Although Aaron attempts to correct the horrendous mistake of the people he is not totally successful and is thus held responsible for the actions of those who had gone astray.


            Both the Ibn Ezra and the Ramban believe that those killed in the sin of the golden calf were guilty of idolatry. However certain commentators reject even this suggestion. They find it inconceivable that any of the Israelites could actually believe the calf to be a god. What then was the sin which brought about their death?


            The Chizkuni (32:8) offers two explanations of the sin of the golden calf. The first is that the people rebelled against Moses, the leader chosen by God and assigned themselves an alternative leader. The second explanation is that they transgressed the prohibition: "You shall not make for yourself a sculptured image, or any likeness of what is in the heavens above, or on the earth below" (20:4). According to the Chizkuni this prohibition, the second of the ten commandments, forbids not only the worship of a foreign God, but also the worship of God through an idol. Even though they were not worshipping another god they were nevertheless severely punished for disobeying God's command and making an image, an idol. Aaron intended the calf to be a temporary replacement for Moses, but the people regarded it as an image representing God, which is forbidden.


            [The Netziv (Rabbi Naphtali Zvi Yehuda Berlin, Lithuania, 1817-1893) rejects this interpretation. In his opinion the second commandment prohibits only the worship of a different god and the belief that a different force governs the world. The prohibition of making an image as an intermediary for the worship of God was given only after the sin of the golden calf. Its source is the verse: "With me, therefore, you shall not make any gods of silver , nor shall you make for yourselves any gods of gold"(20:20)]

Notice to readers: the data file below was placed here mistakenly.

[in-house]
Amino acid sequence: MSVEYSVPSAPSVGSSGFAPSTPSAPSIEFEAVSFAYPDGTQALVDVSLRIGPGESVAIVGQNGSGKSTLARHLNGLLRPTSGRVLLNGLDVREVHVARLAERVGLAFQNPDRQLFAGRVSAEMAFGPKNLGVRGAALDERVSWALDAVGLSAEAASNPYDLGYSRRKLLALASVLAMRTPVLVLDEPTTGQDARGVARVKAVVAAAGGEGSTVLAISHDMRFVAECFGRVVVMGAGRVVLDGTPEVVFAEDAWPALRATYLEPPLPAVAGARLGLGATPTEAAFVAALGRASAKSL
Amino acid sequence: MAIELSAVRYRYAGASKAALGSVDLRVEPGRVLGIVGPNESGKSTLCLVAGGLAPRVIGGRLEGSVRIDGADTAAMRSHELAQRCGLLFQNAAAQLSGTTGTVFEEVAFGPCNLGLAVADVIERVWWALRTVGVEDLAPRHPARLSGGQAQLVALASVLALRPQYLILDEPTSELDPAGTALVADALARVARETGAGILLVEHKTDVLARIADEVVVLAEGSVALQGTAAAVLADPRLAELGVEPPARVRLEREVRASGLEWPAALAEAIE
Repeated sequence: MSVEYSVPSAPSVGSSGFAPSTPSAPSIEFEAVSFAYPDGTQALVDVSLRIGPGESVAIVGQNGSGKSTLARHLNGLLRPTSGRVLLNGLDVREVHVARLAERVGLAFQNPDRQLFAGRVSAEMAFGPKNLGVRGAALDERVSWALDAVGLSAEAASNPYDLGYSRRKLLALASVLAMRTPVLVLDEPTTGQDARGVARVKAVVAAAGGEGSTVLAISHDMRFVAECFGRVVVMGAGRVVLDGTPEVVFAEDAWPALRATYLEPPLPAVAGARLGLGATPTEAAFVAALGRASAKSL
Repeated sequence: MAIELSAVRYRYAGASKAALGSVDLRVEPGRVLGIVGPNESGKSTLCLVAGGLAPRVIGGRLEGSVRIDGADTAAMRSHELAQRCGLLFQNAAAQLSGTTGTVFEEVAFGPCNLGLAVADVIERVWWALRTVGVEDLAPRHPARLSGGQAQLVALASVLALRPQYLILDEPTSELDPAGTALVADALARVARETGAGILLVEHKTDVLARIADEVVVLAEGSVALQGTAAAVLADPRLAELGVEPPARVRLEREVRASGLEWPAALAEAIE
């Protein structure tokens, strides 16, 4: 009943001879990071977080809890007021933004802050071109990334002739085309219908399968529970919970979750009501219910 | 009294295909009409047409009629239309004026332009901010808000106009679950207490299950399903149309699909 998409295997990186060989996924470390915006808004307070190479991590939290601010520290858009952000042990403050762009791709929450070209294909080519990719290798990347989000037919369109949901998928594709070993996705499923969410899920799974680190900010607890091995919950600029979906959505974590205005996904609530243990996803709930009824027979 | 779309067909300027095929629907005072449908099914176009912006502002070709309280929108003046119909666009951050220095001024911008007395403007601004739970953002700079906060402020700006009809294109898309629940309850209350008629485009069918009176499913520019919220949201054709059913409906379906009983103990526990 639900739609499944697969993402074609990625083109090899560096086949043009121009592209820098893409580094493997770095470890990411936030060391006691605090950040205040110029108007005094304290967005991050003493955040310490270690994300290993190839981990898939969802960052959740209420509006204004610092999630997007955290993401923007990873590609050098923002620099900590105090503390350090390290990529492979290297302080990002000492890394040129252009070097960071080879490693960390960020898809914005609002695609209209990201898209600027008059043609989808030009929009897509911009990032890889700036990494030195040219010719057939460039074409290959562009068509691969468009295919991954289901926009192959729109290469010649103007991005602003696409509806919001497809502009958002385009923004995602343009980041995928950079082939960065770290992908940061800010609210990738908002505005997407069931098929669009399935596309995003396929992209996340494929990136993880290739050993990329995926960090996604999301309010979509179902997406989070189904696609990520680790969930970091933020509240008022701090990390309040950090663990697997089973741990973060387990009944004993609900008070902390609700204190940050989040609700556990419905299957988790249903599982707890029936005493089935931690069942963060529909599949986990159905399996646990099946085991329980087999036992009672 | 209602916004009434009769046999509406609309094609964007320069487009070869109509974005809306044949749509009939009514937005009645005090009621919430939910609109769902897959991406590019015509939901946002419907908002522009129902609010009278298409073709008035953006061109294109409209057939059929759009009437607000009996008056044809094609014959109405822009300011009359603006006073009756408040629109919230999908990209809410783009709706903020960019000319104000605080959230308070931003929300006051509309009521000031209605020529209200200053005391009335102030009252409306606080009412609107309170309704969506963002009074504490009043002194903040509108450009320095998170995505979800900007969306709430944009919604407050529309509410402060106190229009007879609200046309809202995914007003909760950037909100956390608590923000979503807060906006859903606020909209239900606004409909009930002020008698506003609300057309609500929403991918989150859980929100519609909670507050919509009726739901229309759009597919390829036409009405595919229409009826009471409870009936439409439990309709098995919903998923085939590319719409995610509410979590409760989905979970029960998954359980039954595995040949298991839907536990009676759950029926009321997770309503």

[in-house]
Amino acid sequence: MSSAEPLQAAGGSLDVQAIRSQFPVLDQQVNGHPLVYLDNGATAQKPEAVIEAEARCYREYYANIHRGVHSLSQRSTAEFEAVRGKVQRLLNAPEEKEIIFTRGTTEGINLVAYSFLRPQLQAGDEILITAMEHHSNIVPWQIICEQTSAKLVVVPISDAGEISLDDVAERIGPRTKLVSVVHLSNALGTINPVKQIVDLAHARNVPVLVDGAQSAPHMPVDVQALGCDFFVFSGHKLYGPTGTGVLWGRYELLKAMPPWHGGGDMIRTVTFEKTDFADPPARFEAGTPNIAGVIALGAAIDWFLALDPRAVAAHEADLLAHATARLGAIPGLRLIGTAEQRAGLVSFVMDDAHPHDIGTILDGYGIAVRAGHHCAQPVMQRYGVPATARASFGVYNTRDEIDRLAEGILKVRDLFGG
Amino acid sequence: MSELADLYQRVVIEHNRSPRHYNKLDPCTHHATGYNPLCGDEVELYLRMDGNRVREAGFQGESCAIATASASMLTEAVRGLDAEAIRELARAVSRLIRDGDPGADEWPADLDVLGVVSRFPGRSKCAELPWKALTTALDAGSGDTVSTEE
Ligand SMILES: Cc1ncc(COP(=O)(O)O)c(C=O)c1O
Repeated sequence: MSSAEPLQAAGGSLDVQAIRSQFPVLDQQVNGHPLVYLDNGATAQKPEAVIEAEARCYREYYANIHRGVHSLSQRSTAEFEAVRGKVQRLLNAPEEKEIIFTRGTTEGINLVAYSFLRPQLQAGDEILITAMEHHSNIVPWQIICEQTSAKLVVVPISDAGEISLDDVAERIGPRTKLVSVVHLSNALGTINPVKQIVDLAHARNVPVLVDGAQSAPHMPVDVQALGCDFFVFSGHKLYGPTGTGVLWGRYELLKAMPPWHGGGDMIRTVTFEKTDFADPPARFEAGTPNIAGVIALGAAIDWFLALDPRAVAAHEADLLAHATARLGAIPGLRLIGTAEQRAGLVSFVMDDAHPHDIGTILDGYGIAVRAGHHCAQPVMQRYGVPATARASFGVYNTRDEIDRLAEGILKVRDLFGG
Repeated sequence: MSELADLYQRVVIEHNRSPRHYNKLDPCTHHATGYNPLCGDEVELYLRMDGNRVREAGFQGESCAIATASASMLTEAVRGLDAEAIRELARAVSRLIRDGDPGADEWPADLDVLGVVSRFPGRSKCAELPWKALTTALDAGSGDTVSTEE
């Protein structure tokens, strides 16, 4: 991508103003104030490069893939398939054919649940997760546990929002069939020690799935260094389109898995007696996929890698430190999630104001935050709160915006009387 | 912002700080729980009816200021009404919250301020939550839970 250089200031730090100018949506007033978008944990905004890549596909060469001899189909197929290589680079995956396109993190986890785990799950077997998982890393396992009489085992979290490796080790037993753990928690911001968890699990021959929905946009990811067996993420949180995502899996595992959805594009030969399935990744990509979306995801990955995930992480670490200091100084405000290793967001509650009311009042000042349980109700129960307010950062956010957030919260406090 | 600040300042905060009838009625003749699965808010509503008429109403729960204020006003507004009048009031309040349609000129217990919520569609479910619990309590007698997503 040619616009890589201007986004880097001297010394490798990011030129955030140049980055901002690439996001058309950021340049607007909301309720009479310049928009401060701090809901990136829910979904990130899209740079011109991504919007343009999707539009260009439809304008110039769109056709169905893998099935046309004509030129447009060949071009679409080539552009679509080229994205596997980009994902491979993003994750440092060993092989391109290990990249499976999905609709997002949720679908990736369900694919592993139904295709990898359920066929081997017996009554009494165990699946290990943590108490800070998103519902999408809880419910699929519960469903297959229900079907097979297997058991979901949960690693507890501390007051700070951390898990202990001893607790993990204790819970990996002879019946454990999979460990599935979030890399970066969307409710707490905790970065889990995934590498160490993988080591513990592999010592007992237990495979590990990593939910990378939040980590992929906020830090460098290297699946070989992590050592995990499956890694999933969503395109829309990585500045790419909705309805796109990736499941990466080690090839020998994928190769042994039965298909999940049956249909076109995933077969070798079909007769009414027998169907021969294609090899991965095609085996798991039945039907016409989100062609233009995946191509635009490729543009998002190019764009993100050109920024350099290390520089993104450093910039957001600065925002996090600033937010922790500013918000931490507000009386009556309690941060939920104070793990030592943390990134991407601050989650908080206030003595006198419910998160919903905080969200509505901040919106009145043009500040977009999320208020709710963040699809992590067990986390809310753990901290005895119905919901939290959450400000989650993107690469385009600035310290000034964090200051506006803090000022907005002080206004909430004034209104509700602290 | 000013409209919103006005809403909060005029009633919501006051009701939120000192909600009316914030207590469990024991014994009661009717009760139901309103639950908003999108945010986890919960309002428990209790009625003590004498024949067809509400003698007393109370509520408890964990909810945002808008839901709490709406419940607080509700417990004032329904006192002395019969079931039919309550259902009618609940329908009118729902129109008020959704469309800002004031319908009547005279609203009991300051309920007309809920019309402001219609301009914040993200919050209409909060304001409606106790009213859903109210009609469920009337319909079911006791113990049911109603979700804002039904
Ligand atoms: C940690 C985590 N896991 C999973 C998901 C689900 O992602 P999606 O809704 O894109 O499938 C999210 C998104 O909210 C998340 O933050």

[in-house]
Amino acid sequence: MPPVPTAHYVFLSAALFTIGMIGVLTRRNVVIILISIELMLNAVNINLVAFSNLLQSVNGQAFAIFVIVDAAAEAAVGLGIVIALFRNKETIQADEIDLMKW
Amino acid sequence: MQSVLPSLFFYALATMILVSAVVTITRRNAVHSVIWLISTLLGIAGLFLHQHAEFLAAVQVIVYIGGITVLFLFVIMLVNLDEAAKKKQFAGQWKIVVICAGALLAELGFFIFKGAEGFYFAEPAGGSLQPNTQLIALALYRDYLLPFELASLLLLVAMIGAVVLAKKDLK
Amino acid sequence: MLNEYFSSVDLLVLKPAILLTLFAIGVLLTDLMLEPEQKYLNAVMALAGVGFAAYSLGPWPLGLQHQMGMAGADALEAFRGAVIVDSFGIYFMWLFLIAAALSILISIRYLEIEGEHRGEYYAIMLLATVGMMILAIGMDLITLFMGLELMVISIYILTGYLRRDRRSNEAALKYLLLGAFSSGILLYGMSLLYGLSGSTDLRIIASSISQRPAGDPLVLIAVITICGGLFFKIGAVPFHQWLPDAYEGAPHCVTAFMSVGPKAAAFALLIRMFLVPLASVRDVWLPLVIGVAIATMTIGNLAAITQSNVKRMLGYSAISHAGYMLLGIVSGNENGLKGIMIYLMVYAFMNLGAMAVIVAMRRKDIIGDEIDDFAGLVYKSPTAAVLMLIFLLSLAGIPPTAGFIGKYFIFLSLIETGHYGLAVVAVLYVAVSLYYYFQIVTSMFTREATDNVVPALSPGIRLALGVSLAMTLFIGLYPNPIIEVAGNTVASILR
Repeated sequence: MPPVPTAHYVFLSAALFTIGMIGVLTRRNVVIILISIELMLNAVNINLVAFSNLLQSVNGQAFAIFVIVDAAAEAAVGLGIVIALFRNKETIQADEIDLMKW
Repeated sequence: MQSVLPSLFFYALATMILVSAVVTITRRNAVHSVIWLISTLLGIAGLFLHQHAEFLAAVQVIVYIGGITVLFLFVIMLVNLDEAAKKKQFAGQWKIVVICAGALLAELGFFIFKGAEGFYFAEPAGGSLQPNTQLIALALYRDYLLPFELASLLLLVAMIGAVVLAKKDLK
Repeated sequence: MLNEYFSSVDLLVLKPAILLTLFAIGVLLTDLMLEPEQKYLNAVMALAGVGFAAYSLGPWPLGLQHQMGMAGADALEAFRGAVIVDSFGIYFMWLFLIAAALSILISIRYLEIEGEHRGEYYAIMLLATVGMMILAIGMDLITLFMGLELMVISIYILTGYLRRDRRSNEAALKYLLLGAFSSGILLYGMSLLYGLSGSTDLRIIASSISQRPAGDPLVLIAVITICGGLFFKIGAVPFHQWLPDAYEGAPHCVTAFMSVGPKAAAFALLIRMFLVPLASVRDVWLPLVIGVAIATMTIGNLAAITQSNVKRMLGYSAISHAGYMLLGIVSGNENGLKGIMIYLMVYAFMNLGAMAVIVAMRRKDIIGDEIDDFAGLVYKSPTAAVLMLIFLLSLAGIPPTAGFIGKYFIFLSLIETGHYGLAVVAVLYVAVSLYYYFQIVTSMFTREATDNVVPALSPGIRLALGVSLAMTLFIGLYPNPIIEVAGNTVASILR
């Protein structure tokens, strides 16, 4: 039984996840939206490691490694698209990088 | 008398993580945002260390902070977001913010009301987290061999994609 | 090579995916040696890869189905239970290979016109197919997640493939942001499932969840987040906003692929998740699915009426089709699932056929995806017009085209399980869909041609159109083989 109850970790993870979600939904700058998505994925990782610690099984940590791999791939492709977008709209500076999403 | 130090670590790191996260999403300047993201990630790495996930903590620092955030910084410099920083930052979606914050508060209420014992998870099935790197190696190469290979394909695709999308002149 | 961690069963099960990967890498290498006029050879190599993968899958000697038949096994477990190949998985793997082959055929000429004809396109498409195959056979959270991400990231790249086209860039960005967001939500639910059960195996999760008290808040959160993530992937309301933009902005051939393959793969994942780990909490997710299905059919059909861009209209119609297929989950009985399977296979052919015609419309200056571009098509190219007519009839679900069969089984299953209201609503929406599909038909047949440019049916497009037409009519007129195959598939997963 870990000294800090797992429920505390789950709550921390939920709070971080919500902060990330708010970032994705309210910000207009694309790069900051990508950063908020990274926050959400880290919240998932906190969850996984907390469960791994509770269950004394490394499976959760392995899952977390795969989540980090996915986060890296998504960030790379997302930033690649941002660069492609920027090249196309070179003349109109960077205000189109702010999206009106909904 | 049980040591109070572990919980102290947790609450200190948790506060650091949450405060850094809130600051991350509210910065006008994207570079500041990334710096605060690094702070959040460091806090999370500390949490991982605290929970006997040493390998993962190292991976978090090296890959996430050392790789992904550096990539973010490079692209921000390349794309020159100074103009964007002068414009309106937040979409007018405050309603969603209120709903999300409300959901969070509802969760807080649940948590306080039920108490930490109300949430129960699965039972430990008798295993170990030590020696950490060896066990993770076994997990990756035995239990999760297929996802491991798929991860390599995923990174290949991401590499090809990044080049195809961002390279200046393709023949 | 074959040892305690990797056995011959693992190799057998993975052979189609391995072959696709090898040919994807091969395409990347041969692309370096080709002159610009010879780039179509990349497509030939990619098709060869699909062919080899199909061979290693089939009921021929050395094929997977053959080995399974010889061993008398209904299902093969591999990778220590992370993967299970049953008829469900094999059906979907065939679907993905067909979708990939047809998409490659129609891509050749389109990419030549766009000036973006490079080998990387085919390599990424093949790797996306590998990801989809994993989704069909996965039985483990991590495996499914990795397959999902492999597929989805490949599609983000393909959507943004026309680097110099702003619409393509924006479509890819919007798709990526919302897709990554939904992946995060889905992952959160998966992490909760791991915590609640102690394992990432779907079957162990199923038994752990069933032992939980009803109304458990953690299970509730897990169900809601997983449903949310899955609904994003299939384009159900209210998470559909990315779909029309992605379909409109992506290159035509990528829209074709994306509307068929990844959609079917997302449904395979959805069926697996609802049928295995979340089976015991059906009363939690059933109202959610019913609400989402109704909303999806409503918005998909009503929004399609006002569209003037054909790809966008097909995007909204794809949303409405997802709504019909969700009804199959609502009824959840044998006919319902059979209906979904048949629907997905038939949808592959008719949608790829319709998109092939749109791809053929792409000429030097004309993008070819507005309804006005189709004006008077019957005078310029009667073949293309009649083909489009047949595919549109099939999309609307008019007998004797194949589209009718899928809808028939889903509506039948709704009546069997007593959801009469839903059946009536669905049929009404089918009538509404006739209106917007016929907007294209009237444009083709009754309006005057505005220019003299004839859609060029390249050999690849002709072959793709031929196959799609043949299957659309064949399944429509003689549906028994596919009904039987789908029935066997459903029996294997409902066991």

Shadal offers a different explanation for the harsh punishment meted out in the sin of the golden calf. Those killed did not actually commit idolatry. However due to the close similarity between the actions performed in the sin of the golden calf and the actual prohibition of idolatry, Moses decided to punish them in the harshest of manners in order to frighten the people of Israel and insure that they would never commit idolatry as practiced amongst all the nations of the period. Moses, at this formative stage in the nation's development, wished to give a warning to future generations to beware of idolatry and to not imitate the ways of the idolatrous world.


            The Sforno (Rabbi Ovadia Sforno, Italy, 1470-1550) offers a different explanation of Moses' anger at the people. He focuses on the verse which describes Moses' reaction upon descending from the Mountain:


"As soon as Moses came near the camp and saw the calf and the DANCING, he became enraged; and he hurled the tablets from his hands" (32:19).


            The Torah emphasizes that it was less the calf which angered Moses than the behavior of those worshipping the calf. Rashi cites a midrash on the word 'letzachek' (translated "to dance") describing the behavior of the people:


"Letzachek" - "This implies incest...and the shedding of blood...and here Hur was killed." (Rashi 32:6)


            The midrash describes a severe moral disintegration among the people to the point of the committing of the worst of sins. Even if we put aside this midrash and relate solely to Scripture, it is clear that the people were behaving in a wild and uncontrollable manner. They were immersed in revelry and behaving in a wanton fashion. Moses was more concerned by the culture of idolatry then by theological mutiny. The behavior associated with idolatry, the total loss of self-restraint and the absence of any rational moral guidance are the antithesis of the Torah's outlook. It is not the golden calf but rather the behavior accompanying it which cause Moses to shatter the tablets and punish those involved so severely.